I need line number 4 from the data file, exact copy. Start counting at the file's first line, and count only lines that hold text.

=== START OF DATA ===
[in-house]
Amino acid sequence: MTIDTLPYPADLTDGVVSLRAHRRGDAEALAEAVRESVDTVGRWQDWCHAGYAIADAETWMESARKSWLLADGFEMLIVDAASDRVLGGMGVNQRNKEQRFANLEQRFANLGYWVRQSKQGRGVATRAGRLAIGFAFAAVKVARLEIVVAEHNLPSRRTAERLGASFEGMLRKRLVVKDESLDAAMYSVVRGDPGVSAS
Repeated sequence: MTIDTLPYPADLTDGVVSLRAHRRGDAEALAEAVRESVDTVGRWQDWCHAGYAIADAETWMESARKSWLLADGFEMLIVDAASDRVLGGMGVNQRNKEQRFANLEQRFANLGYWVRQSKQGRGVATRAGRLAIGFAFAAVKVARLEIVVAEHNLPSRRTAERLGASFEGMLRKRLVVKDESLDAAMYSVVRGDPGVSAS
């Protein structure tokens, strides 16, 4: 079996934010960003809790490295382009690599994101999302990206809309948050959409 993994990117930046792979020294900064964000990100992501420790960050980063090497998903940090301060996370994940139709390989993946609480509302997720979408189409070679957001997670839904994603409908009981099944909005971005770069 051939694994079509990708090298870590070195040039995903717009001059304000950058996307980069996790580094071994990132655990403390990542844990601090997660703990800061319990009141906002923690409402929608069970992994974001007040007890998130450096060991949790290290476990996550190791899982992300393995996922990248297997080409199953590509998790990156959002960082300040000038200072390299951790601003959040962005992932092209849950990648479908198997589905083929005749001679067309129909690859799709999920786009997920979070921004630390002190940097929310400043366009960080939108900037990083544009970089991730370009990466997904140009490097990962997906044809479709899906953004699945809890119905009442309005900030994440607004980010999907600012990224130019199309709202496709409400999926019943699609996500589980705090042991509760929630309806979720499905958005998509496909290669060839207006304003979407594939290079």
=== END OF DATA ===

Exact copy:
């Protein structure tokens, strides 16, 4: 079996934010960003809790490295382009690599994101999302990206809309948050959409 993994990117930046792979020294900064964000990100992501420790960050980063090497998903940090301060996370994940139709390989993946609480509302997720979408189409070679957001997670839904994603409908009981099944909005971005770069 051939694994079509990708090298870590070195040039995903717009001059304000950058996307980069996790580094071994990132655990403390990542844990601090997660703990800061319990009141906002923690409402929608069970992994974001007040007890998130450096060991949790290290476990996550190791899982992300393995996922990248297997080409199953590509998790990156959002960082300040000038200072390299951790601003959040962005992932092209849950990648479908198997589905083929005749001679067309129909690859799709999920786009997920979070921004630390002190940097929310400043366009960080939108900037990083544009970089991730370009990466997904140009490097990962997906044809479709899906953004699945809890119905009442309005900030994440607004980010999907600012990224130019199309709202496709409400999926019943699609996500589980705090042991509760929630309806979720499905958005998509496909290669060839207006304003979407594939290079």